Fidesz-KDNP-Jobbik green light EU lawsuit against refugee quota

November 17, 2015

immigrants

So much for European solidarity. Hungarian ruling alliance Fidesz-KDNP has teamed up with far-right Jobbik to adopt a law written by Fidesz requiring the government to sue its way out of having to take part in the European Union’s refugee quota system.

The Hungarian parliament has voted in favor of the Fidesz-KDNP proposal requiring the government to challenge the quota system (for distributing refugees throughout EU member states) in European courts. According to the proposal’s text, the European Union never allowed the parliaments of Member States an opportunity to express their own opinions, and anyway, the proposal argues, the EU’s quota system is unlawful.

Hungarian news site Index.hu reports the final vote came down to 154 in favor, 41 against and one abstention. Fidesz, KDNP and Jobbik voted in favor of the lawsuit (as did independent MP Péter Kónya).

Hungarian Socialist Party (MSZP) and Politics Can Be Different (LMP) parliamentary delegations voted against, as did independent members of parliament affiliated with opposition parties Democratic Coalition (DK), Together (Együtt), Dialogue for Hungary (PM), and the Hungarian Liberal Party (MLP).

Independent MP Zoltán Kész was the only abstention.

Speaking before the vote, Jjustice Minister László Trócsányi said the lawsuit could set a precedent. It would be filed officially in December.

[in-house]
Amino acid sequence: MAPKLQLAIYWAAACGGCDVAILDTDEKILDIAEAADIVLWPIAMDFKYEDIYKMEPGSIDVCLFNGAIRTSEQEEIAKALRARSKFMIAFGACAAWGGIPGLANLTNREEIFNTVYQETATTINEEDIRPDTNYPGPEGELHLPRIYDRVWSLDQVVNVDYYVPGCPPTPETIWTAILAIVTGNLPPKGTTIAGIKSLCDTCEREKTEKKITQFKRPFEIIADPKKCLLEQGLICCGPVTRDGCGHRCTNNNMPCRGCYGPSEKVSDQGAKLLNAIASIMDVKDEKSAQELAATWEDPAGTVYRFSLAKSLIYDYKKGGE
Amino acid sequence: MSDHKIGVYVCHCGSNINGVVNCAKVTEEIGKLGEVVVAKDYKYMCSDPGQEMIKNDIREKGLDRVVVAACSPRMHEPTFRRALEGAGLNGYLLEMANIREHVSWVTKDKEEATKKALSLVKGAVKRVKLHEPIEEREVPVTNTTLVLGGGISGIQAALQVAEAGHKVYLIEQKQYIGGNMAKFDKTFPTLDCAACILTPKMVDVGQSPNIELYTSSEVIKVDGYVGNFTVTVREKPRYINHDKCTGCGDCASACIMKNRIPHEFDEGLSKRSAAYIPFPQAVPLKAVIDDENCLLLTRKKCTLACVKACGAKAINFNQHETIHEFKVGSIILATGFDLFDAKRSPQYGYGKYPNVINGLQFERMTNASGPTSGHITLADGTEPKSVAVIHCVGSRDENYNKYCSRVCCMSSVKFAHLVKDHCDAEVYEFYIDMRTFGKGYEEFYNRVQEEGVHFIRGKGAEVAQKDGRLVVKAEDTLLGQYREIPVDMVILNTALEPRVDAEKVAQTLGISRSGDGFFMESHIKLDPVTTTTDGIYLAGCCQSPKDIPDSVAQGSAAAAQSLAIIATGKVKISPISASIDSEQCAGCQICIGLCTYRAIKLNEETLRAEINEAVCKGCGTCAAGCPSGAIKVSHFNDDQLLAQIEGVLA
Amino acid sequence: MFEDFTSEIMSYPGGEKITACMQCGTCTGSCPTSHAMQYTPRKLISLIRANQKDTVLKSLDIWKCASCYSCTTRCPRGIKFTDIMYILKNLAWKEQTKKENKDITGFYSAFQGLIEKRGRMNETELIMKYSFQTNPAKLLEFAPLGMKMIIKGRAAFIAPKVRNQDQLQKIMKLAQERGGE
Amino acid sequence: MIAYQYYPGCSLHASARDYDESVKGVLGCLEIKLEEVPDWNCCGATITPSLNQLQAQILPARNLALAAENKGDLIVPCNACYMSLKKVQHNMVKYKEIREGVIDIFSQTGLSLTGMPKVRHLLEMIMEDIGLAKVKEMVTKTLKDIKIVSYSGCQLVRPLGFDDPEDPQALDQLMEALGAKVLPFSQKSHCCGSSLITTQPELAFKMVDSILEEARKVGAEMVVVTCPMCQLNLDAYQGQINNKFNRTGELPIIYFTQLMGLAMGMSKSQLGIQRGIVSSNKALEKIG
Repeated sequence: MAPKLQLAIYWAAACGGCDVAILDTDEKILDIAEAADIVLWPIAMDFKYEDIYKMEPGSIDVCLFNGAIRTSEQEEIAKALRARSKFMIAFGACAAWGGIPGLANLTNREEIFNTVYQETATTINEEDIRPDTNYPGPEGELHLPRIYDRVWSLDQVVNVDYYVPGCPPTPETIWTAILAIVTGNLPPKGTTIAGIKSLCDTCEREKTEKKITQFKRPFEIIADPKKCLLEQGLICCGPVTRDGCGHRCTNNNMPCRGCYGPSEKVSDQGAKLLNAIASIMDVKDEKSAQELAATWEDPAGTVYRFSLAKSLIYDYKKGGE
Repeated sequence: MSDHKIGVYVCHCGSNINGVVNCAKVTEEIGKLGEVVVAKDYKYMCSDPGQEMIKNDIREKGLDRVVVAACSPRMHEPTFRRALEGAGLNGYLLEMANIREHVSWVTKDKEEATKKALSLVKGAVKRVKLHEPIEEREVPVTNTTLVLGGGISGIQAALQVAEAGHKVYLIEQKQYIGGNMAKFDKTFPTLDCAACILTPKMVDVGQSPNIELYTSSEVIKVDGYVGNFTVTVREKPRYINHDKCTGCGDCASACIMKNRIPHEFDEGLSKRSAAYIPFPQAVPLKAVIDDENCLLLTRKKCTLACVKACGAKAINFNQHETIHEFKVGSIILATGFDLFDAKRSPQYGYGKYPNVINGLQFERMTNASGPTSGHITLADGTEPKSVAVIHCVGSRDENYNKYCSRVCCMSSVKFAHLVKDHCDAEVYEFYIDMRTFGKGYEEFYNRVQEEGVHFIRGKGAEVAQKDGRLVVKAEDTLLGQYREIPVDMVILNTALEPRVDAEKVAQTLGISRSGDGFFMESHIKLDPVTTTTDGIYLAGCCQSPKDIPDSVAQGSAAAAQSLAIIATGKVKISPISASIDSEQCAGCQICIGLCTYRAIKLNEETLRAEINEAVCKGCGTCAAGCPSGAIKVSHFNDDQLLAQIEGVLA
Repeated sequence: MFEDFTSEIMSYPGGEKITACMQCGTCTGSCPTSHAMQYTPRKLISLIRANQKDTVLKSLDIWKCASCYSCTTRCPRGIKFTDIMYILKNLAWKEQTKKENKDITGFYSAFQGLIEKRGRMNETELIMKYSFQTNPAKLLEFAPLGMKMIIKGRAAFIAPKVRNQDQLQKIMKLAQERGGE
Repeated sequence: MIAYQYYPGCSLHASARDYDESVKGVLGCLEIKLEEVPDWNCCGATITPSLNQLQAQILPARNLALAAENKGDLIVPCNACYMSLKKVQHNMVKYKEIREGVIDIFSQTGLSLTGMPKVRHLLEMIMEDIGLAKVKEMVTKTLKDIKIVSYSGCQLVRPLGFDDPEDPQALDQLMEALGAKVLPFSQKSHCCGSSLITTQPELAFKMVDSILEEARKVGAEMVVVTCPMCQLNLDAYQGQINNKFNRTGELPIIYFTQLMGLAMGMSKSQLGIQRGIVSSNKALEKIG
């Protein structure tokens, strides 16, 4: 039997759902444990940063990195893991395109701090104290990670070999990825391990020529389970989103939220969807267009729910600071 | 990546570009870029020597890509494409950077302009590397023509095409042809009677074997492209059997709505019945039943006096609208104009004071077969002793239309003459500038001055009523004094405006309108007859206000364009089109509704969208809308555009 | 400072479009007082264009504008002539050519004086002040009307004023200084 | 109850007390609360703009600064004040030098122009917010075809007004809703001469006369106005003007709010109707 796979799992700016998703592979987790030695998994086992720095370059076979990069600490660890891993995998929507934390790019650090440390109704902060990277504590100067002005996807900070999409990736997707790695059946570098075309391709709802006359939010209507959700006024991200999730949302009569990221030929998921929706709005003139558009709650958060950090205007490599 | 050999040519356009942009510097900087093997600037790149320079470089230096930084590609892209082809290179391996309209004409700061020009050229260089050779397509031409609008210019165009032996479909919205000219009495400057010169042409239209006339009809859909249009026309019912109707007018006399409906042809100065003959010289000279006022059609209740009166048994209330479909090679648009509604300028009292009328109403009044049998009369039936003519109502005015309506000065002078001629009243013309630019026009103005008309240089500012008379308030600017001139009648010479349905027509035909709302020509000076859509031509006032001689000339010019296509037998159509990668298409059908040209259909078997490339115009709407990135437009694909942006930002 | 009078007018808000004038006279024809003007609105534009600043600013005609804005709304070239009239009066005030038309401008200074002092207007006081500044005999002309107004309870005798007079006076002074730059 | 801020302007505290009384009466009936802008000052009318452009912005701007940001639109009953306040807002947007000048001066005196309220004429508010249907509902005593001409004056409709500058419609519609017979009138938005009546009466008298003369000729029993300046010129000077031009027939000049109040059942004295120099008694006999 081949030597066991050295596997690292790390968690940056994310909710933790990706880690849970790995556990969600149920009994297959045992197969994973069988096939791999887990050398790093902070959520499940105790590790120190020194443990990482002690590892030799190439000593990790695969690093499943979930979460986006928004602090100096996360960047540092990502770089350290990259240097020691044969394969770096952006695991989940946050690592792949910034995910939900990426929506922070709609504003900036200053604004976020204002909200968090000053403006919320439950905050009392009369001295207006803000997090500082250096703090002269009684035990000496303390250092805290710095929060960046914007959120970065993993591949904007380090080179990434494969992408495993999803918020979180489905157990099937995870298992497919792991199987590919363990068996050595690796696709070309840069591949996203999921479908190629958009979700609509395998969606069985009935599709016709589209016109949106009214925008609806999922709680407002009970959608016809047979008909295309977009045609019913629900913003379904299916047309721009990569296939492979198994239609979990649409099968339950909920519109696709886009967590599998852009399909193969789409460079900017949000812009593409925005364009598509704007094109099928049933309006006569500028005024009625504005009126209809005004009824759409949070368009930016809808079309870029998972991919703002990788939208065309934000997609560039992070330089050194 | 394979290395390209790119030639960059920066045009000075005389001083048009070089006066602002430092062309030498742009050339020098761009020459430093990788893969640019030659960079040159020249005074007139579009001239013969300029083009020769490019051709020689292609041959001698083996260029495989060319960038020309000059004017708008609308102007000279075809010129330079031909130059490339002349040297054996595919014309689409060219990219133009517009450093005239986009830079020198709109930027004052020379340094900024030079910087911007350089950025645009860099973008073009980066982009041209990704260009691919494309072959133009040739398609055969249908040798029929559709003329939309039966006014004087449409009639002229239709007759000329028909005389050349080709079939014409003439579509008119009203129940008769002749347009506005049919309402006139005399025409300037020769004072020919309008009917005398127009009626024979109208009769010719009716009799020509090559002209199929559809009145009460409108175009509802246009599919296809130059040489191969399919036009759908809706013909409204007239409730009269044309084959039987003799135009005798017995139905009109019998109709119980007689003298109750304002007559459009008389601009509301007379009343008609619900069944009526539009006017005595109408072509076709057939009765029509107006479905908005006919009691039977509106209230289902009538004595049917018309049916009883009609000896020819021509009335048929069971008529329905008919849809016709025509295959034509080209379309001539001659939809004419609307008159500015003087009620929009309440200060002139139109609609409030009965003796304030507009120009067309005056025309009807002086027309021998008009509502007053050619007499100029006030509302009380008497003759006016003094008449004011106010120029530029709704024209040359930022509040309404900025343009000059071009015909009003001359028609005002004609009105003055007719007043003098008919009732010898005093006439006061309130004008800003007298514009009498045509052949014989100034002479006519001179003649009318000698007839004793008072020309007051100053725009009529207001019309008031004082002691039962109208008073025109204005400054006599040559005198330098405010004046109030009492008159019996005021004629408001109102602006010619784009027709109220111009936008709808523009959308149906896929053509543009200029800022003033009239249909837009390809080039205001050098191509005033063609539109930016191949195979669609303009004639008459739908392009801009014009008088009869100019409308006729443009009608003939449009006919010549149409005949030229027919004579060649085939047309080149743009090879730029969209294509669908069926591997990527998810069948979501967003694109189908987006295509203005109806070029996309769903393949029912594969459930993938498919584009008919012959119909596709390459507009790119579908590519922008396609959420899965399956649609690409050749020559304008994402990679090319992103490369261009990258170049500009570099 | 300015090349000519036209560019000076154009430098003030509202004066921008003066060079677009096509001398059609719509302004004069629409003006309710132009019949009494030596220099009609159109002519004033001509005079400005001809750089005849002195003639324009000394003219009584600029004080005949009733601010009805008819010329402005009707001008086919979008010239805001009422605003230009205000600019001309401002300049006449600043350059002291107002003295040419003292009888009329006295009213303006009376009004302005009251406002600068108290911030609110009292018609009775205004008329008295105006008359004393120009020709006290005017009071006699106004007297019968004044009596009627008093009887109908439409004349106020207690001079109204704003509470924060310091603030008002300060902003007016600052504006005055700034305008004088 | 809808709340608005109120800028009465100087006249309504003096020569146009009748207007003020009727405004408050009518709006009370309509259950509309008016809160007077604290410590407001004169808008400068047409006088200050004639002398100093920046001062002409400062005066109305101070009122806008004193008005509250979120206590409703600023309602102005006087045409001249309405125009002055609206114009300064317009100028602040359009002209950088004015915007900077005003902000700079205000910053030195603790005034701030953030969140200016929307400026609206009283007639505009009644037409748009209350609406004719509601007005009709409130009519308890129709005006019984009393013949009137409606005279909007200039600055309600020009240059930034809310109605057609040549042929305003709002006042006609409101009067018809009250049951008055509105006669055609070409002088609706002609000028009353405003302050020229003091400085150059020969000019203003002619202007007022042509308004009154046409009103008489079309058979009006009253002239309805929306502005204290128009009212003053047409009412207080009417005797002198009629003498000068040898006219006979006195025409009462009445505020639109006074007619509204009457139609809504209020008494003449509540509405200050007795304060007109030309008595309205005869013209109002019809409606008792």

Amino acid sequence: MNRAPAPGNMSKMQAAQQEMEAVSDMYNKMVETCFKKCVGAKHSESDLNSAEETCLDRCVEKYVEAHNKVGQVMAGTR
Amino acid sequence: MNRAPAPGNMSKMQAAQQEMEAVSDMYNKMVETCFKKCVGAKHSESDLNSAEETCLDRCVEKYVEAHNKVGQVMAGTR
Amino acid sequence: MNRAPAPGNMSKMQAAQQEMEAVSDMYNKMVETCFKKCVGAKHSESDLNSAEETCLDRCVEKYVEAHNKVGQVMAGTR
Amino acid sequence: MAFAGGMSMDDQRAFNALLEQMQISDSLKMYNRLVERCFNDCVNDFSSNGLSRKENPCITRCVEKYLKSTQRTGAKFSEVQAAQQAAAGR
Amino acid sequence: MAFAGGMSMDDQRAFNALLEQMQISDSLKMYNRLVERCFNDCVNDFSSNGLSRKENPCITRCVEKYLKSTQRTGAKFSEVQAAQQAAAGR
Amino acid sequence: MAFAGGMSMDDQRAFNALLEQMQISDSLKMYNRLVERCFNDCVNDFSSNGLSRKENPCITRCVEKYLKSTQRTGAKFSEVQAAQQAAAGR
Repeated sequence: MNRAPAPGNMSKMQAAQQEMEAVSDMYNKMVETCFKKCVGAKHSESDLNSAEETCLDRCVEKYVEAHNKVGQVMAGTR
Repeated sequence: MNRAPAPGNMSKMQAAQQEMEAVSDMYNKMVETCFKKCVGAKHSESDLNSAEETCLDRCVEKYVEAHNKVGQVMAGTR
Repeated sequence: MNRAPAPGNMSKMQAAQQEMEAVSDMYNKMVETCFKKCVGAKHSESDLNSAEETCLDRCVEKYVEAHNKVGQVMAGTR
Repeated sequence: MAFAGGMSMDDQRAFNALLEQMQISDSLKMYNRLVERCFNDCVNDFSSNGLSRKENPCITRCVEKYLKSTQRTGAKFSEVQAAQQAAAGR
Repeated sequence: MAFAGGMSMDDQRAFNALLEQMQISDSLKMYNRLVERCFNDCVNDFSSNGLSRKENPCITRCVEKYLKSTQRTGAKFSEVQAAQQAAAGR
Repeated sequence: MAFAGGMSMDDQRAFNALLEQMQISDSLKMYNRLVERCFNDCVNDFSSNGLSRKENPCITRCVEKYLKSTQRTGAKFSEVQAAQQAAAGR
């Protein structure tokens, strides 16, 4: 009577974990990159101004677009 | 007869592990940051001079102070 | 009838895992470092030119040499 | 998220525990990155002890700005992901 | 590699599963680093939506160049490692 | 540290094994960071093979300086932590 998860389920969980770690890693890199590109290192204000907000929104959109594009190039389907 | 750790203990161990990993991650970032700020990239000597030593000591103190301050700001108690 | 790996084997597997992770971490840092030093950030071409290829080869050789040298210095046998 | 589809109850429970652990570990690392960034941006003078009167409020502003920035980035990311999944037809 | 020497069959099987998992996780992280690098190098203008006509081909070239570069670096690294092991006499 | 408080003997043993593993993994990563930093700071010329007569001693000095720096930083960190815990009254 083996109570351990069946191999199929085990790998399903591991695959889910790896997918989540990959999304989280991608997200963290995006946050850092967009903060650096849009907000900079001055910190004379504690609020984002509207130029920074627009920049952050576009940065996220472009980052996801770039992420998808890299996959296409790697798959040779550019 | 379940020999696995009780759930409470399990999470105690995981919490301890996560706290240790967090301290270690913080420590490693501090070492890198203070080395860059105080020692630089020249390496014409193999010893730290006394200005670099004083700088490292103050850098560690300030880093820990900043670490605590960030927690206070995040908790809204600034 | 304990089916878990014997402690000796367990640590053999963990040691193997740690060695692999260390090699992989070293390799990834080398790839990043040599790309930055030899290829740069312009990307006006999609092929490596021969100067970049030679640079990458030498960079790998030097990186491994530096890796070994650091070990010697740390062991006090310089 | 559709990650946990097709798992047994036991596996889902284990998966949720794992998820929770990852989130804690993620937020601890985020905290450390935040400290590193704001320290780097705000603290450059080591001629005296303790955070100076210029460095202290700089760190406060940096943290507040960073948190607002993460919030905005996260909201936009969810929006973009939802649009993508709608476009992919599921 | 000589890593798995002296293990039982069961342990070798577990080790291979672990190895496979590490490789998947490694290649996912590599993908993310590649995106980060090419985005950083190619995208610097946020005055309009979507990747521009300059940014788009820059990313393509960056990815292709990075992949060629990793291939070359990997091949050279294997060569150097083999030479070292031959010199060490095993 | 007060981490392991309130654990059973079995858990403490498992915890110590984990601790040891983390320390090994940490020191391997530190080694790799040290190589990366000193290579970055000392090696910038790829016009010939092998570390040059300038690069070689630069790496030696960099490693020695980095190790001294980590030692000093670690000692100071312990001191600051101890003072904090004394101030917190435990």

On Monday, Prime Minister Viktor Orbán said that as long as he remains head of government, Hungary will not receive a single refugee under the quota system or accept send-backs under the Dublin Regulation.

Orbán (and the Hungarian government) have for months publicly rejected the notion of a mandatory quota system and have been expressing their desire to challenge any such system in European courts.

The Prime Minister thinks that a quota system is an open invitation to all immigrants, and would spell the end of the Schengen Zone and free movement in Europe.

In a speech delivered yesterday to parliament, Orbán said “the mandatory quota is dangerous because it would spread terrorism throughout all of Europe” and it “goes against the spirit of Europe”.

The European Commission’s mandatory quota system essentially comes down to this: 120,000 refugees would be distributed among EU Member States based on factors such as GDP, population, unemployment rate, etc. Hungary has opposed this plan from the very outset.

In late September, the council of European interior ministers voted in favor (with a qualified majority) to distribute the refugees amongst EU Member States.  Apart from Hungary, three other countries voted against the idea (Slovakia, the Czech Republic and Romania) and one country, Finland, abstained.

According to Index.hu, Hungary would have to take anywhere between 1,000 and 1,300 refugees under the plan, or roughly one refugee for every three settlements in Hungary.